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Friends and Money

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I have a sweet friend whom I’ve know for a long time.  We have very similar backgrounds.  We both came from low income families.  We both hoped to break the mold and move up from the economic classes we grew up in.

I went to school and became the only one of my siblings to get a college degree.  I took on a ton of debt for my degree and a lot of other stupid things.  She went $200K in debt to get a doctorate.  The great part is, she actually graduated and she’s using her degree.  She makes good money and I’m super happy for her.

I thought things were good.  She drives a luxury car and lives in a beautiful new house.  She did exactly what she set out to do.  Sure, I don’t live in luxury but I did exactly what I hoped.  I graduated from low income to middle income.  I’d like to have lovely things but I like the balance I’ve created more than I want those things.

We had a girl’s night and sat on the couch picking out what to watch on TV when a political ad popped up.  She said, “I sure hope whoever wins the election clears my student loans.  I’m so tired of paying them.”  We graduated nearly 20 years ago and I assumed she paid them off.  “Those still hanging around your neck?” I asked.  “They grow every year.  We put those last on our list of bills and they just keep adding up” she said.

She’s a dear friend, a very close friend so naturally we had a two-hour heart to heart about her spending habits.  At the end, she cried, decided to sell her home and her car, and she’ll be debt free by the end of the year.

If you believe that’s what happened, I’ve got oceanfront property in Arizona to sell you.

Instead, I said, “Oh.  I’m sorry about that” and we moved on to find a show.  Money is such a tough topic with friends.  It sounds easy, just tell people what worked for us but I know she’d feel shamed if I told her, “If you’d sell that $70K depreciating asset parked in my driveway, you’d move the needle pretty quick.”  It’s a difficult conversation, even among close friends.  Here’s the deal, it’s a conversation I know I need to have.  She’s headed for a huge financial mess.  I take that back, she’s already IN a huge financial mess.  When I mentioned the student loan to my husband, he responded “I know.  Her husband is always stressed about money.  How did you not know this?!?”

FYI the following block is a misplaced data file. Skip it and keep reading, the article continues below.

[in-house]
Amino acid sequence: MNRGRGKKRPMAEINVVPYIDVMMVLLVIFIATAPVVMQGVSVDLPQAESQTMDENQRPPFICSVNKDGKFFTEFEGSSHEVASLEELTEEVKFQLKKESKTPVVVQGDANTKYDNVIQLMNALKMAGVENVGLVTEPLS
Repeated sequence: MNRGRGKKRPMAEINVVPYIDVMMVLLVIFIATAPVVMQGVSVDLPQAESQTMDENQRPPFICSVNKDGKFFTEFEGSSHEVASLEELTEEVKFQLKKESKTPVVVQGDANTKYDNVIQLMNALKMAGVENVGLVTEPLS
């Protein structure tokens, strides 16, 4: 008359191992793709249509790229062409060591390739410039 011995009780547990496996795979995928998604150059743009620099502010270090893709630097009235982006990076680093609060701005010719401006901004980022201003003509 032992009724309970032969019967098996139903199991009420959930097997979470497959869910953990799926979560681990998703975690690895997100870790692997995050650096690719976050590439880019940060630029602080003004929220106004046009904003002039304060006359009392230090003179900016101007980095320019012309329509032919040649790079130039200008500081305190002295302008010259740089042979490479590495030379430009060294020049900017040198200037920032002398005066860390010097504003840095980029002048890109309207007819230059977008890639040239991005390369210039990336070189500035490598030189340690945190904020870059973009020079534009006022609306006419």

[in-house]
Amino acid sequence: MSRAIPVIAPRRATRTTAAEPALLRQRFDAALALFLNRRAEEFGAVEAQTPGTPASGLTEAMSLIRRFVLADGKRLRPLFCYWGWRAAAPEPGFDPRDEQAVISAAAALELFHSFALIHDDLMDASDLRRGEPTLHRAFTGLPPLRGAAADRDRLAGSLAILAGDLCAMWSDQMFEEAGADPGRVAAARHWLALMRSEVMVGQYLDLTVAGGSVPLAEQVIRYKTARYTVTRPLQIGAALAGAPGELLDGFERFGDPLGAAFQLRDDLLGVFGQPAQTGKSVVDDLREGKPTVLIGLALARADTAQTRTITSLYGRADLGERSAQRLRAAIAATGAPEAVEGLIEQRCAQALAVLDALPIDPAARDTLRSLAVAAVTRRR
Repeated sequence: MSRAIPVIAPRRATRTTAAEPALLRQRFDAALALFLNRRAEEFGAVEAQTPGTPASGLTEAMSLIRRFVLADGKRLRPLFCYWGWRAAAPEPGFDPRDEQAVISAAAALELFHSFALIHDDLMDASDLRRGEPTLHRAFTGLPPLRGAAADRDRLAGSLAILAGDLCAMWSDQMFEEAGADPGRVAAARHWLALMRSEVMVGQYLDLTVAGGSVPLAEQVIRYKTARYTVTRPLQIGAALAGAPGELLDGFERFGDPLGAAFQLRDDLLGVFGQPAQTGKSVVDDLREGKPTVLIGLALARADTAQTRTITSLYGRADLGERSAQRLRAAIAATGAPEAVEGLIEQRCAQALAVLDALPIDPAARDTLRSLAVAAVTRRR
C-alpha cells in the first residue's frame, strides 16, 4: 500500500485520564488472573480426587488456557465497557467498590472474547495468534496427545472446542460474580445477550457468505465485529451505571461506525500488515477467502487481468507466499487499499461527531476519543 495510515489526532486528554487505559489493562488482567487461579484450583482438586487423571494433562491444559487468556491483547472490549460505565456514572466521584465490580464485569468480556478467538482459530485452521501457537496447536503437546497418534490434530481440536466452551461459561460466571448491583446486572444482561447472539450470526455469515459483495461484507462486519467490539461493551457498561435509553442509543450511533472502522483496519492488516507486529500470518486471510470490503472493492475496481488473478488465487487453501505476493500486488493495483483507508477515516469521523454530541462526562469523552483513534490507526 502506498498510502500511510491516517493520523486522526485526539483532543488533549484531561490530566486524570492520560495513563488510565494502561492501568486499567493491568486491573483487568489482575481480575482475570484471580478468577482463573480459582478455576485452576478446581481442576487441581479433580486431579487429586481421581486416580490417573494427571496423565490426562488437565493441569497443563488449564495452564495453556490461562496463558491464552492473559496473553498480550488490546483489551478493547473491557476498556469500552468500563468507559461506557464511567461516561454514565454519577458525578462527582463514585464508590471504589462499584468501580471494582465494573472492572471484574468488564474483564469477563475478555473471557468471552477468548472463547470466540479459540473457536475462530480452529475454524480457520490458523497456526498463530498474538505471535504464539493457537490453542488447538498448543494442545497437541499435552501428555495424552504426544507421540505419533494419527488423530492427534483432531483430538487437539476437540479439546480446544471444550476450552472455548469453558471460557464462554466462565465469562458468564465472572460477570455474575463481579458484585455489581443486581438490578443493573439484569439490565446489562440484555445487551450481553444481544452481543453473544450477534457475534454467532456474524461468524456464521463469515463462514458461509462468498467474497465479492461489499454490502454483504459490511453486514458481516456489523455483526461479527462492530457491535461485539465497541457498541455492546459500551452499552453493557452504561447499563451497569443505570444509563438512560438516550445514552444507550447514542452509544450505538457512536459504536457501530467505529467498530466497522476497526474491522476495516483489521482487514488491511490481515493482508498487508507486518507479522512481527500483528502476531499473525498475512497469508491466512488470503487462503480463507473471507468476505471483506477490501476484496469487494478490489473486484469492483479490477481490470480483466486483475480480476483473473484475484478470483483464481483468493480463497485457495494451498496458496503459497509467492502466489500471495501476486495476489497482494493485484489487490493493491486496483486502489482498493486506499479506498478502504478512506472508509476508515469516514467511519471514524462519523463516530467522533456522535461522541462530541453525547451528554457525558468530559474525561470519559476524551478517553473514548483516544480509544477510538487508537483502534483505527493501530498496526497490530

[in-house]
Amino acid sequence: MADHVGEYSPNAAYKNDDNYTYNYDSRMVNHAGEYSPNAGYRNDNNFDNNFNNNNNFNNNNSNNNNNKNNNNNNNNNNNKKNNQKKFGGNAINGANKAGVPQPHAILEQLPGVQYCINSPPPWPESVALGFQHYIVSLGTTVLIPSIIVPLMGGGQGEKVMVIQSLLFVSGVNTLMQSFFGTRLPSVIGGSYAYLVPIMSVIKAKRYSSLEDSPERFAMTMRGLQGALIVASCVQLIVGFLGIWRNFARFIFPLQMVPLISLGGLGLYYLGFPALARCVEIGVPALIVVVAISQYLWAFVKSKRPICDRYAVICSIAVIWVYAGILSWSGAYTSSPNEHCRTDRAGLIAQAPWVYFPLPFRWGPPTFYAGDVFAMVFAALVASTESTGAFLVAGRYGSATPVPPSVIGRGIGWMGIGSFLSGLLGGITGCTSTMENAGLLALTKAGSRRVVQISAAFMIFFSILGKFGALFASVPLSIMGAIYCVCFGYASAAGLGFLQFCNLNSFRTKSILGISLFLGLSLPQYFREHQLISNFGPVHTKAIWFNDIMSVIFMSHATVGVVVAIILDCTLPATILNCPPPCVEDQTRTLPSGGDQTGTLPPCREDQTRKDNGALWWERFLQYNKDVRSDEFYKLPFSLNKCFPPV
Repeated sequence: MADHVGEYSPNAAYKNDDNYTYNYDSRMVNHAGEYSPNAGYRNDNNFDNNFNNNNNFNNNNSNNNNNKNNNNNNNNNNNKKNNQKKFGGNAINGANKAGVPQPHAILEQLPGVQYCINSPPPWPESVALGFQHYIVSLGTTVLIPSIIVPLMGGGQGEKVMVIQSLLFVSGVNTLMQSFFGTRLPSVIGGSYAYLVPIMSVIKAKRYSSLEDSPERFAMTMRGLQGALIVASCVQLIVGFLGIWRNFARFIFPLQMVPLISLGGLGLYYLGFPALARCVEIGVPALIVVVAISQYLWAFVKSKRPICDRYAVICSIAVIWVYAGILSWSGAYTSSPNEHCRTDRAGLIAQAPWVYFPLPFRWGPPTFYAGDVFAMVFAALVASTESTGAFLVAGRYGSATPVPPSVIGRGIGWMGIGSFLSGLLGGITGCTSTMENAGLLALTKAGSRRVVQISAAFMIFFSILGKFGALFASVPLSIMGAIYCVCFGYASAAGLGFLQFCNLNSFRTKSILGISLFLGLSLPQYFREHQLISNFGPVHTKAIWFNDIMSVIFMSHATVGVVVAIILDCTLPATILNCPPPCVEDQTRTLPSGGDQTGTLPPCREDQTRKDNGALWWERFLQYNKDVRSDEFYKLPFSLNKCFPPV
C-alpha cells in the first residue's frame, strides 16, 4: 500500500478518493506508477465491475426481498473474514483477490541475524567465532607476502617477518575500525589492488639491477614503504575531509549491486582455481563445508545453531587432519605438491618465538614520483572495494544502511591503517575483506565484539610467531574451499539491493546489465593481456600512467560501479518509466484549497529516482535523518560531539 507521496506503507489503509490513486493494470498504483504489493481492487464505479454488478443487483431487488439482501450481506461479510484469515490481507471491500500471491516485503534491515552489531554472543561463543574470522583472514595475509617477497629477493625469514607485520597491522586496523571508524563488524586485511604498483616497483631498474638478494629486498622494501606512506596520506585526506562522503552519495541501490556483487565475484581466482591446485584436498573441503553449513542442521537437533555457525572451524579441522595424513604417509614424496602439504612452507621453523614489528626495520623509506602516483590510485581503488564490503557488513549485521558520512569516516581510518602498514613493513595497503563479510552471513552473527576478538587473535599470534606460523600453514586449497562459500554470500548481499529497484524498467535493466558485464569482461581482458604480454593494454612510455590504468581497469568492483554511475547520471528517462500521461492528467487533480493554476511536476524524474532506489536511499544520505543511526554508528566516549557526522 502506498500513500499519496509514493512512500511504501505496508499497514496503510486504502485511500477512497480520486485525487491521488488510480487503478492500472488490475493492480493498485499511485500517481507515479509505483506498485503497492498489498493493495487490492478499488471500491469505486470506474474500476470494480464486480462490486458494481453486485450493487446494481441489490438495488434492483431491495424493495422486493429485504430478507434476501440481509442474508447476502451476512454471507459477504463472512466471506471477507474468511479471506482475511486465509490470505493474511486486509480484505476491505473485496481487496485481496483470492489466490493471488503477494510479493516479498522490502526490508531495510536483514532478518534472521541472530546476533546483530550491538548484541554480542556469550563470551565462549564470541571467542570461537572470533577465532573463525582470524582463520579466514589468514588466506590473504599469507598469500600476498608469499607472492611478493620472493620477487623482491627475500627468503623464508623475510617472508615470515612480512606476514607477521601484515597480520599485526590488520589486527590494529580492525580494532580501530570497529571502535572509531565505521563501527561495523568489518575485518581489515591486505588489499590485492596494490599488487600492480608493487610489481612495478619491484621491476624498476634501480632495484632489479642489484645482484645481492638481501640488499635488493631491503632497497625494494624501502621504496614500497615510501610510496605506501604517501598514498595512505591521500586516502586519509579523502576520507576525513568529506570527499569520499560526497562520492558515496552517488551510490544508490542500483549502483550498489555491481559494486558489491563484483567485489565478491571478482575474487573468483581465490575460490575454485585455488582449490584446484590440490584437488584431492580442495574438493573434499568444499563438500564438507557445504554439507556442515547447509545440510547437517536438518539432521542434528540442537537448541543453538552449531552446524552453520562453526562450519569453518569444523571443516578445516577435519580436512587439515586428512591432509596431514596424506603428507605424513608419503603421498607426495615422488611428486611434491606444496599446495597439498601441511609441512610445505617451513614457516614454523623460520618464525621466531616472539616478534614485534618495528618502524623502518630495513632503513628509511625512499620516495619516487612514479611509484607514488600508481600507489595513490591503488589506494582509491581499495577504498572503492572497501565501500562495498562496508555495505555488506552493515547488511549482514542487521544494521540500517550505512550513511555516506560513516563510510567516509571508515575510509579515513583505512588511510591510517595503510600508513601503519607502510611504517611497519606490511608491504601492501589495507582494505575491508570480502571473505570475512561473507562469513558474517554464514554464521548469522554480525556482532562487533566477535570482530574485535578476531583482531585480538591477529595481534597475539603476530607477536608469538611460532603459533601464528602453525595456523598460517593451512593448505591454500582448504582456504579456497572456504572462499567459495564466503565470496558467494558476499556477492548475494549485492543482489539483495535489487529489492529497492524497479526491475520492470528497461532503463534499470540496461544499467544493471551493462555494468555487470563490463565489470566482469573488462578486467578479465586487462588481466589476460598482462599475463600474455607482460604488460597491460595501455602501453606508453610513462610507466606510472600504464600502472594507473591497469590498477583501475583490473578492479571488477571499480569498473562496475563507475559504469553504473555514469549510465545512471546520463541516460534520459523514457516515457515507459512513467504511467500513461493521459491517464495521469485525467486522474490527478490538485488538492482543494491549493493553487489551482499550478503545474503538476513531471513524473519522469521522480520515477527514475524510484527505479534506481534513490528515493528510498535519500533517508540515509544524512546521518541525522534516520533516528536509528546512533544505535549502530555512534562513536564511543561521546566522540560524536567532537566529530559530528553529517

Have you ever had difficult conversations about money with friends?  Would you have that conversation?  Any advice?


8 Comments

  • Reply Lisa |

    “ I told her, “If you’d sell that $70K depreciating asset parked in my driveway, you’d move the needle pretty quick”

    That would sound judgmental and like you are attacking her. Instead share some ways you cut back to pay off debt. You could mention buying a cheaper car as an example.

  • Reply jj |

    Folks driving fancy cars, living in big houses but having huge sums of debt like student loans and not seeing the correlation, makes me sad. Why not just buy a good used sedan/suv??? I know of a friend and her fiancee who pay almost $4,000 a MONTH in rent, and the leases on their cars. They are bleeding that money away, all because they felt they needed the newest cars – they have one kid, and literally 0 commute this year due to the pandemic. Sigh!

  • Reply Emily N. |

    It does feel frustrating when people broadcast their poor financial choices and then complain about not having enough money.

  • Reply Walnut |

    I overshare on personal finance with friends all the time. We spin up payoff challenges, discuss big goals, and all sorts of things. I talk about my own finances and people seem to open up knowing that I’m a safe space to bounce ideas off of. I am also 100% confidential, so they know their story won’t be spread to others.